EAT HERE NEW YORK! Cask Bar and Kitchen

I am an entertainer. But I only get paid to entertain about 20% of the time.

And in ridiculously overpriced New York City, that means I have to have a real job.

A day job. At a desk.

Luckily, I have a great day job that allows me to research restaurants I dream of going to insistently.

And my friends know that I am constantly reading up on the restaurant news in New York so I am usually the one that has to choose the place we meet for happy hour, dinner, brunch, or even a cup of coffee.

A lot of times, I meet people for imbibing around my work which is near the Gramercy and Flatiron areas of Manhattan so I pretty much have researched every restaurant within a 10 block radius of my corporate prison….I mean, ehem, workplace.

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And of all of my nearby go to’s, Cask Bar and Kitchen is one of my absolute favorites.

The ambiance in this place is perfection.

Tables made of elegantly dark wood, giant booths, perfectly dim lighting, adorable little mason jars filled with frilly carnations, leather bound drink menus, an upstairs and downstairs bar, and friendly service.

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Now. A rule I live by: always find restaurants that offer free bread when you are going out with people whom you know are going to be late. That way you can have a delicious nibble while you sip your wine and wonder where the hell your friends are.

The bread at Cask is just a standard multi-grain loaf but the olive oil with flecks of peppers and olives concoction that comes with it is a fine starter. But who am I kidding, I would eat a pile of Saltines if they were free.

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There are so many wonderful things on the menu but where there is a small plate option, there you will find me. You see, I am a snacker. If I could eat little tiny meals all day, every day, for the rest of my life, that is how I would choose to live. Well. I CAN eat that way. But I also CAN get super fat. It is in my genes. And I want to fit into my jeans. So I only indulge in my fantasy eating when presented with the option.

The Small Plates are fantastic at Cask. Everything from mussels to macaroni.

For my first plate, I chose the Carmelized Brussel Sprouts with spicy chorizo and creamy manchego ($9). Manchego is one of my all time favorite cheeses. It is so delightfully tangy, it sounded like a perfect addition to the creamy, sweet brussel sprouts and the spicy salt of the chorizo. And it is an absolute bargain for $9! It is almost enough food to be considered a regular sized plate. But….I couldn’t stop with just one small plate…..

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…..especially when I saw the Sweet Potato Gnocchi with smoked applewood bacon and parmesan cream ($10). And it was everything I had hoped for. The gnocchi was like biting into salty and sweet lumps of butter. The applewood bacon was not only a great textural contrast, but the salty power of the bacon deliciously cut into the gnocchi’s sweetness. The parmesan cream added another tangy dimension to the entire dish as well. Come to think of it, the technical complexity of flavors and textures were pretty similar in both of these dishes. And they both were just splendid.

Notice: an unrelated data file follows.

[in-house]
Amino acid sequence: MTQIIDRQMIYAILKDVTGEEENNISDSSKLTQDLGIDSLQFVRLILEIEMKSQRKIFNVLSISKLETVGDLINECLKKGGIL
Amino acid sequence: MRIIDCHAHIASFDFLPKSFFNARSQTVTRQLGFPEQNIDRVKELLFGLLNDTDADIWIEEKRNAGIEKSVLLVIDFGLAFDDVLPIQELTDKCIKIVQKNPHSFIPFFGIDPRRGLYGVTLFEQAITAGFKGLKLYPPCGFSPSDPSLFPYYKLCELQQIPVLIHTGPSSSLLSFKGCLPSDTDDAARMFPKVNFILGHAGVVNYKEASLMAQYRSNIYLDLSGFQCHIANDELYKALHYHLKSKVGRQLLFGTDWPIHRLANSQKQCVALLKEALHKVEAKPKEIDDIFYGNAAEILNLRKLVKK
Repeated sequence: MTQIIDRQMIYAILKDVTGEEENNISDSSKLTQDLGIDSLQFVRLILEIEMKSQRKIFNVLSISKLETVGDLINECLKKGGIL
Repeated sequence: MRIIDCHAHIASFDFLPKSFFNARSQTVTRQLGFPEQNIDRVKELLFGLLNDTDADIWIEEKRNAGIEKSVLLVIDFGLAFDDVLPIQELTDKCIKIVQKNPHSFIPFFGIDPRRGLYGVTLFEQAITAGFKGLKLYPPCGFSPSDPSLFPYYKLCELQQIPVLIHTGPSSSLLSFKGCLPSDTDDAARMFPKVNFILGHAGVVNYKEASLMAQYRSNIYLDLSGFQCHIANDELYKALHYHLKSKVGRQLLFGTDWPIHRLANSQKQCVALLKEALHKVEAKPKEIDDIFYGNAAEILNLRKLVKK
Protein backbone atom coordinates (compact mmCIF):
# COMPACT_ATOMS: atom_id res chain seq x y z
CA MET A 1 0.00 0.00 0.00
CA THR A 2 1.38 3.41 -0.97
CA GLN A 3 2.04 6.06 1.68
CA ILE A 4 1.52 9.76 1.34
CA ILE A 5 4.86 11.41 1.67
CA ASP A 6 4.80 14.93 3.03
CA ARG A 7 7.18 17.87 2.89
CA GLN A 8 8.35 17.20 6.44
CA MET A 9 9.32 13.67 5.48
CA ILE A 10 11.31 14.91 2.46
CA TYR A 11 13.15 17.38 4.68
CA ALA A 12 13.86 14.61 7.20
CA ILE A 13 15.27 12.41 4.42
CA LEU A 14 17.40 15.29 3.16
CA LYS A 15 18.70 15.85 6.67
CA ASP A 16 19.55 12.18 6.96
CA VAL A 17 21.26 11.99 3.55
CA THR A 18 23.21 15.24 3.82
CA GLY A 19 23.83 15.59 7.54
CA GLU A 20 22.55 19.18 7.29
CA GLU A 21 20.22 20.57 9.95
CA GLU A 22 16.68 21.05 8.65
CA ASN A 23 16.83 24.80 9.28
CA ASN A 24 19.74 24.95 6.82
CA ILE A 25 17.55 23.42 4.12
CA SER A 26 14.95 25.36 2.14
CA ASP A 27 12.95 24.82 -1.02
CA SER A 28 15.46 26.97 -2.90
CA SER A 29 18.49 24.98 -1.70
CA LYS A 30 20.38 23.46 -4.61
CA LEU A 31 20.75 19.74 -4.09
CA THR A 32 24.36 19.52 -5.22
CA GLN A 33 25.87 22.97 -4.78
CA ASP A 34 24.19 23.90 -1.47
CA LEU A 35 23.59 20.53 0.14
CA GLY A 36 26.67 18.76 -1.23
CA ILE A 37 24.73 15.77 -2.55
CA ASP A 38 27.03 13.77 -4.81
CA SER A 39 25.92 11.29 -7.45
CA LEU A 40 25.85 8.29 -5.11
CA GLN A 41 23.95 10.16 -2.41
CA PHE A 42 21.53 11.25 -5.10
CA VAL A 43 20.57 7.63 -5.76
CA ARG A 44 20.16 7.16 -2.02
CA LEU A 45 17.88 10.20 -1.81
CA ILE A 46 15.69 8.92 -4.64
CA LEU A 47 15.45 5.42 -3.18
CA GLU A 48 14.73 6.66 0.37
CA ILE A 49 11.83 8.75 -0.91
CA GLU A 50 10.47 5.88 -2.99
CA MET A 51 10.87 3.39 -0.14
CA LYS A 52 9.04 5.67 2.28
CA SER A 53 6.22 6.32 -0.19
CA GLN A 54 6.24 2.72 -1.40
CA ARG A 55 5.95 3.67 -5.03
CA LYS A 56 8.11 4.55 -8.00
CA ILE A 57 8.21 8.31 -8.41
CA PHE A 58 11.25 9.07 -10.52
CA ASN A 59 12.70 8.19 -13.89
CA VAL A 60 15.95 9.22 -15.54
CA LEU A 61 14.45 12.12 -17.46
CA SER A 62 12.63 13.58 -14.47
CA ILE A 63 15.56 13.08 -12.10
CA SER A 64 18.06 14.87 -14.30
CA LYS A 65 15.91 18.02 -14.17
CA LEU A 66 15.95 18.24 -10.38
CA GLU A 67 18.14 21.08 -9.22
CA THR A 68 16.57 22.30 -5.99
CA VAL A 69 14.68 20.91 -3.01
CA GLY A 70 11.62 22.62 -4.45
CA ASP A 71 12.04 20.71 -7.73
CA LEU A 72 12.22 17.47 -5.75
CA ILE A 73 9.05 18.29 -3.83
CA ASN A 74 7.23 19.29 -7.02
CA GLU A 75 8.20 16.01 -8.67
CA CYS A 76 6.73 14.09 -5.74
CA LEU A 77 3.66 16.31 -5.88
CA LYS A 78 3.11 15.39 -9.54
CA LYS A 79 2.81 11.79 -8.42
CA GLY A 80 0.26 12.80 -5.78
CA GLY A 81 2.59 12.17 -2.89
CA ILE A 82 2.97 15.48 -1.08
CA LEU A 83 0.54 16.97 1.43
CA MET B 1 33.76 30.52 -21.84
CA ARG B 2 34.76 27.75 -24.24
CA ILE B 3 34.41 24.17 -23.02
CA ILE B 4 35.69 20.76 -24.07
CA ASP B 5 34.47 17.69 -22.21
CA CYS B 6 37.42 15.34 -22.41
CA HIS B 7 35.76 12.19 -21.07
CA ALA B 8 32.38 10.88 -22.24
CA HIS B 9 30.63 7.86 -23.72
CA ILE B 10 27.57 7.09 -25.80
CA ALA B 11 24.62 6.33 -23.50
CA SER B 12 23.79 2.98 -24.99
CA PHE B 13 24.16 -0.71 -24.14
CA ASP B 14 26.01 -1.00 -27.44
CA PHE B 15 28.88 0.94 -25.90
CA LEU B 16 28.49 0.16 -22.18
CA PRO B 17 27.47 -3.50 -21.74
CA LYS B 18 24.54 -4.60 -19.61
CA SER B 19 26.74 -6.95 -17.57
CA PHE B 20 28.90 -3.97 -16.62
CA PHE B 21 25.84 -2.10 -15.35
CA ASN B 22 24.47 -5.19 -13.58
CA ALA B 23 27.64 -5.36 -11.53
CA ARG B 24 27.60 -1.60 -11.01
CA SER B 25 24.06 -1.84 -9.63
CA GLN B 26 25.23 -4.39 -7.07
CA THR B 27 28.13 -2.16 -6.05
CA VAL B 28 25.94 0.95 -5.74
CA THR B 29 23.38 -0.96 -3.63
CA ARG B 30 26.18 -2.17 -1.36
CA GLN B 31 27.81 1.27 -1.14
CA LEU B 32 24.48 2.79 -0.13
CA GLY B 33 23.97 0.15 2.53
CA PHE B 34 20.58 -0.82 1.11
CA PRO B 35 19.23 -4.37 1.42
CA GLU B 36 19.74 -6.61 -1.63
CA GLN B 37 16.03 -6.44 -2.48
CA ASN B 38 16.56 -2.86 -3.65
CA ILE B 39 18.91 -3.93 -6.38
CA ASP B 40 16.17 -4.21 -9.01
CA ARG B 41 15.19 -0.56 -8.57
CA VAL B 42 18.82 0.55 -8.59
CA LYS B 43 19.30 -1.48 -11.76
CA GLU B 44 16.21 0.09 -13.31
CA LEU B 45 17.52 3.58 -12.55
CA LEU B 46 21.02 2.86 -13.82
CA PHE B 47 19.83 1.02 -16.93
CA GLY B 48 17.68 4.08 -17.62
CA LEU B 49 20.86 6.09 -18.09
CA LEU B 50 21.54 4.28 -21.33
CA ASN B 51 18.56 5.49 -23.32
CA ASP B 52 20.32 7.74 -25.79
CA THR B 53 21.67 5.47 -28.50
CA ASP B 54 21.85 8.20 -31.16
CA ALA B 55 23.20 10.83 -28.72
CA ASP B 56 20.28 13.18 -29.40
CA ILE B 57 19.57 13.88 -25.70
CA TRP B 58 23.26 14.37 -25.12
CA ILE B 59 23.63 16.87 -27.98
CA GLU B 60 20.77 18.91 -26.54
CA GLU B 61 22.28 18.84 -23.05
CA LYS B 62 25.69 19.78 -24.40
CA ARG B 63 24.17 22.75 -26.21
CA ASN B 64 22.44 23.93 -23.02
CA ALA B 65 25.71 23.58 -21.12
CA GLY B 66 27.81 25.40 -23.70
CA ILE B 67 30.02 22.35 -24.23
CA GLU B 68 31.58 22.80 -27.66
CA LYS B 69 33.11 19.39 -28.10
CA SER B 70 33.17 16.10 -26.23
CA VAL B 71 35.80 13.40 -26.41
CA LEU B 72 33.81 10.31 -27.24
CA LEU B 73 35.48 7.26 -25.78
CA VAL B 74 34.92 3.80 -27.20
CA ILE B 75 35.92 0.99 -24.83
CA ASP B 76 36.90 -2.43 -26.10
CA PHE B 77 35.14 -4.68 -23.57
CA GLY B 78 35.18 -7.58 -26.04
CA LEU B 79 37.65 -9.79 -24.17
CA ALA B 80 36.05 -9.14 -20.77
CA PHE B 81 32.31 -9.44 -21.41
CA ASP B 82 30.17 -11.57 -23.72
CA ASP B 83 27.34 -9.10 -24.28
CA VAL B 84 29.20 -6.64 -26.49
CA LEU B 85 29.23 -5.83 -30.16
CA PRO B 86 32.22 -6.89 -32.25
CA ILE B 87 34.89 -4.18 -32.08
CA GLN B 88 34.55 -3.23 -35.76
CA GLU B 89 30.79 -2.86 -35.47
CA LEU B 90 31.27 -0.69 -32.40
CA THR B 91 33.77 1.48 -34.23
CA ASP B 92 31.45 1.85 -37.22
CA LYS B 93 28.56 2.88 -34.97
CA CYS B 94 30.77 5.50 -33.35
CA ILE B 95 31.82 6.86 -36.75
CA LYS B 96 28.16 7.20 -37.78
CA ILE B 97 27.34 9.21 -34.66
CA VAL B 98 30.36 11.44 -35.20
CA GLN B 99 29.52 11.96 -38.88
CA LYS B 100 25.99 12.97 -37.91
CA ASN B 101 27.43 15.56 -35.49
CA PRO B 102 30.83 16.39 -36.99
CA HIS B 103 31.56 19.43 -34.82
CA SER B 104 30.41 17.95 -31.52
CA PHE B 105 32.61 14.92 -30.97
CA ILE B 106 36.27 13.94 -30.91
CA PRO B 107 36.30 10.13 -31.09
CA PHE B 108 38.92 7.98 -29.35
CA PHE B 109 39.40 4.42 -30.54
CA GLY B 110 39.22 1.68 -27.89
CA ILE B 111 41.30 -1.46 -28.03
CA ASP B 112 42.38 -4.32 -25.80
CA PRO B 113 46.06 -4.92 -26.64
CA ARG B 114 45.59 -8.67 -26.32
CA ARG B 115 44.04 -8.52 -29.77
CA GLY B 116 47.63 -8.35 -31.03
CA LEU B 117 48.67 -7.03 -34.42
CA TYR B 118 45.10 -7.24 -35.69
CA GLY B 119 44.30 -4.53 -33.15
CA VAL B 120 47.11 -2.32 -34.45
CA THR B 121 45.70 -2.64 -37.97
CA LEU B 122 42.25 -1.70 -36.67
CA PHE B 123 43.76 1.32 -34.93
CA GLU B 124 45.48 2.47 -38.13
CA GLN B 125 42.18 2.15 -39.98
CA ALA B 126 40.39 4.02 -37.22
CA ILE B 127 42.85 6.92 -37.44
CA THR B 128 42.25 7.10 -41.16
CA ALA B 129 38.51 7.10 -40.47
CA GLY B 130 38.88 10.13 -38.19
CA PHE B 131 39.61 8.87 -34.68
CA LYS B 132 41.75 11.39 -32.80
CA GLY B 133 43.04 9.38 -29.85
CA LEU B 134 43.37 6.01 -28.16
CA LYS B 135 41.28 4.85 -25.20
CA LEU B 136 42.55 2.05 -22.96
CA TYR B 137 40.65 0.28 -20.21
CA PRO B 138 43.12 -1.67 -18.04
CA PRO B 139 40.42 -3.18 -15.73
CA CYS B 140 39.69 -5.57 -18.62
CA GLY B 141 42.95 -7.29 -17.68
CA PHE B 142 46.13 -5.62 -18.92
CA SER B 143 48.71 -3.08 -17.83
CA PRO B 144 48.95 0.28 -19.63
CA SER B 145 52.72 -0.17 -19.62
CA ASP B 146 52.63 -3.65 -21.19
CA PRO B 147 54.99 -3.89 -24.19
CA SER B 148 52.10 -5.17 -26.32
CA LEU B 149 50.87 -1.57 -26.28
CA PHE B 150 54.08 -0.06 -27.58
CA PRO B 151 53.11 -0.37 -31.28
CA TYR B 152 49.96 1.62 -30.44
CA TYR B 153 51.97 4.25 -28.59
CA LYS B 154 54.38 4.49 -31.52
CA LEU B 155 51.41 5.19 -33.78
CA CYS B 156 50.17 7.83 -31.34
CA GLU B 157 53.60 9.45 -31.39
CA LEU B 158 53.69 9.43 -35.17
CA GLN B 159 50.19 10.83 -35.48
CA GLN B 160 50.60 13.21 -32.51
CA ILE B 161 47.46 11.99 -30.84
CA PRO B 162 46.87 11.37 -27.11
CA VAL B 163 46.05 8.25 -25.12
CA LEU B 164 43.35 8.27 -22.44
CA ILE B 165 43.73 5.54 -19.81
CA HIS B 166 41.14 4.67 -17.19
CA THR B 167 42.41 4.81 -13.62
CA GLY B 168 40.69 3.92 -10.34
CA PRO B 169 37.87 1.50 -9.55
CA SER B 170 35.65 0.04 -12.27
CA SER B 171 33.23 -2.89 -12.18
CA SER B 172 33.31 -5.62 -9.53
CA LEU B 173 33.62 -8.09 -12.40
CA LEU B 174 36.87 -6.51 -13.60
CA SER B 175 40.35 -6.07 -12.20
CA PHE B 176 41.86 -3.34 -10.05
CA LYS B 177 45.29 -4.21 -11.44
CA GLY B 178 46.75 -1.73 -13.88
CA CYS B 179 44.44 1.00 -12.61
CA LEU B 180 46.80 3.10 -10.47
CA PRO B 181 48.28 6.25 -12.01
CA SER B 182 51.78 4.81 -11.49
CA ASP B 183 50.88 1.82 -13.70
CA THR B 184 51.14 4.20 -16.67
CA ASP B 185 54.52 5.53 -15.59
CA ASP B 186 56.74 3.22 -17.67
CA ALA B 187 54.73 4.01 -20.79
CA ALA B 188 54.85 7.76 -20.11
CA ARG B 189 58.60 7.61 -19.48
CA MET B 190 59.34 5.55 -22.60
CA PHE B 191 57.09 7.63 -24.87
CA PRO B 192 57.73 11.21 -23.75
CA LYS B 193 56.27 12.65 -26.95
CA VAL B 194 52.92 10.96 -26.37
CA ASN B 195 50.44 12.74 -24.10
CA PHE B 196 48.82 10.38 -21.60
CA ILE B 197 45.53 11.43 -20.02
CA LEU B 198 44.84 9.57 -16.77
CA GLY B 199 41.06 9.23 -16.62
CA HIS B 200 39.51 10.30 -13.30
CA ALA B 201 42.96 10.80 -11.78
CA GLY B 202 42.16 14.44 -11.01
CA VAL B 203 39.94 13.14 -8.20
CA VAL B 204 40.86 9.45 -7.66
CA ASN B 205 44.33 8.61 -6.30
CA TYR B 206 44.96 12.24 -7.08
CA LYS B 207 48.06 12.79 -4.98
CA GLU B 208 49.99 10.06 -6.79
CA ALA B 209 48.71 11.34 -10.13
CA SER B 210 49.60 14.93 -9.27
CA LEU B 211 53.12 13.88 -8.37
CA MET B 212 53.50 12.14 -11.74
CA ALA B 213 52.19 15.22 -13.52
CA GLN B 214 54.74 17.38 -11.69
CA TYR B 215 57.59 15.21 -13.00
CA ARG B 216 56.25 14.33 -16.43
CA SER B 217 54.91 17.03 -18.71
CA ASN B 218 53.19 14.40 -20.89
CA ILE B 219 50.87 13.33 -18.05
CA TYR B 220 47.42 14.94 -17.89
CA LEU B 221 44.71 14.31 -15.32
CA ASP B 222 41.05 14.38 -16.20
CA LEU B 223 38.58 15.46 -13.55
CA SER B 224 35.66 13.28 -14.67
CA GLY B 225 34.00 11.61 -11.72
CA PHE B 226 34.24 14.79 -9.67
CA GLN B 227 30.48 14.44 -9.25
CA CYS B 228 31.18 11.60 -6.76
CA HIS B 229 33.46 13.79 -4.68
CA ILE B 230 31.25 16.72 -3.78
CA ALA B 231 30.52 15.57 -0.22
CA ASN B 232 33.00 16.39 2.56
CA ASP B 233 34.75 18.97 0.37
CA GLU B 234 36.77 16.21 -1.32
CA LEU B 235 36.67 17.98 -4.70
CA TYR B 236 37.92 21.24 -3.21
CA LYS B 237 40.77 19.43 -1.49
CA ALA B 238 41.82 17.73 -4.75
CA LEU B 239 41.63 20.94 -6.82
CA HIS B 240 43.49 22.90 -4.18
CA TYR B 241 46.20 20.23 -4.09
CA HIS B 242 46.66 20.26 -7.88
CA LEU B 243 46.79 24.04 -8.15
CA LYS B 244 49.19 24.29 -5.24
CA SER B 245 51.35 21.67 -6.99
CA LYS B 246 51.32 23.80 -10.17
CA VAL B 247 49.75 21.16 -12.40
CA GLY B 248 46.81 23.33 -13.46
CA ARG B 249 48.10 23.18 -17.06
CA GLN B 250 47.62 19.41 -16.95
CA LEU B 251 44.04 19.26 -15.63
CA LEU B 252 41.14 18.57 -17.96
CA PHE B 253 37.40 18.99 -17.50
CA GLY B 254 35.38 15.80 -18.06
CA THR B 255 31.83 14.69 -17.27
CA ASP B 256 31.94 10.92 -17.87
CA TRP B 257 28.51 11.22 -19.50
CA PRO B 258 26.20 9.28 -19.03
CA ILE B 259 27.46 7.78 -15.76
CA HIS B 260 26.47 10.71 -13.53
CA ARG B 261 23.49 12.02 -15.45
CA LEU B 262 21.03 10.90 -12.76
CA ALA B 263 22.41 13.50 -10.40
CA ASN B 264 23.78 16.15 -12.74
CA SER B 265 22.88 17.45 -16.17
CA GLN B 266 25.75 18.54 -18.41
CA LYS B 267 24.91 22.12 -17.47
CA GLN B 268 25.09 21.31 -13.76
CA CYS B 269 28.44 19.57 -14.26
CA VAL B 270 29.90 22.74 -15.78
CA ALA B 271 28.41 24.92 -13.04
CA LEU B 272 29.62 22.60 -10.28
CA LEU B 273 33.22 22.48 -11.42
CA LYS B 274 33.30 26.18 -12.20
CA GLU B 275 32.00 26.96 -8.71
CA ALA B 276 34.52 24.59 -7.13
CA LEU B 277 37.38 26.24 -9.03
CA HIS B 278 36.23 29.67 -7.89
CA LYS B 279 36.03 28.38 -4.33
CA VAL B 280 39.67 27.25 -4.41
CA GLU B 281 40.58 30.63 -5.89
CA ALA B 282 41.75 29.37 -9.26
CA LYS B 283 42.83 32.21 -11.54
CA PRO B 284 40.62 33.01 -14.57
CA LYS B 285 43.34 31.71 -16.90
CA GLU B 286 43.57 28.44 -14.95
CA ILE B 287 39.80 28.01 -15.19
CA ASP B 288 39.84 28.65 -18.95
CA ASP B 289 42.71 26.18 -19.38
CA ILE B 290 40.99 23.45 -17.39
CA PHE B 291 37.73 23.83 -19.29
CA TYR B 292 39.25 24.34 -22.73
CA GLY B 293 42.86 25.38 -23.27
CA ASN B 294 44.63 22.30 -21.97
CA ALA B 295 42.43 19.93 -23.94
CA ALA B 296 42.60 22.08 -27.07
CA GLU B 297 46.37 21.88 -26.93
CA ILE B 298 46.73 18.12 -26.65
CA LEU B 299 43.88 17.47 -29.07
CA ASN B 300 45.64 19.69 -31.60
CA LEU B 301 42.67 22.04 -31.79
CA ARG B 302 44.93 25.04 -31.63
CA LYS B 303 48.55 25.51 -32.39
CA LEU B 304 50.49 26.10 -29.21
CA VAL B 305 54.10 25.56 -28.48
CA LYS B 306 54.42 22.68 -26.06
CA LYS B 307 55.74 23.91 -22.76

So. Eat here. And you may see me, sitting, munching on free bread, repeatedly staring at my phone in anticipation.

Cask Bar and Kitchen

167 East 33rd Street, Manhattan

33rd Street between Lexington and 3rd Avenue

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EAT HERE NEW YORK! Rayuela on the Lower East Side

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Last week, on a blustery New York night, my wonderful friend, and uber blogger, CoCo Beautiful and I were headed to the album release party of a hot, new musician at Rockwood Musical Hall in the Lower East Side.

That sounds really damn posh doesn’t it? Well, “album release party” is a very generous description of “watching a dude with a guitar in a tiny bar while wearing a giant, puffy winter coat like an awkward ass.”

But before all of that, we had an hour to stop into one of the many wonderful eateries on Allen Street to get a few small bites and a drink.

After much deliberation, we decided on Rayuela entirely based on the description of their cuisine; “estillo libre Latino” or “freestyle Latino.”

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First off, the decor inside is fantastic. I am a sucker for a restaurant with great mood lighting and decor, and Rayuela was firing on all cylinders in those areas; candles, a tree growing out of the center of the room, leather upholstered sofas, and a beautiful bar.

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As soon as we sat down, we were greeted by our extremely attentive waiter and his support staff. They immediately had their Pan de Bono with Parsley Mojo on our table to munch on while we decided on what to order. Pan de Bono is simply yucca flour and mozzarella cheese baked into a little, doughy piece of heaven. Suprisingly, it isn’t necessarily cheesy. The mozarella gives the yucca flour a rich and gooey texture but it still has the consistency of bread dough. Just, doughy bread dough.

I’m just gonna say “dough” one more time for good measure.

The Parsley Mojo was a fresh, herby, dipping oil made with vinegar, olive oil, and parsley. It was the “freestyle Latino” take on bread served with oil and balsamic vinegar. We liked that combination so much we asked if we could each have one more!

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For my inebriation purposes, I ordered the Mojito and it was stellar. A perfect balance of sugar and mint, this mojito was gone entirely too fast for how much I paid for it.

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After having indulged in our Pan de Bonos and me sucking down my gin, we were ready to order.

The Brussel Sprouts and Toasted Almonds caught my eye.  Two of my many current food obsessions are brussel sprouts and almonds. I have been eating the world’s supply of brussels and I have been roasting my own almonds with date honey and spices.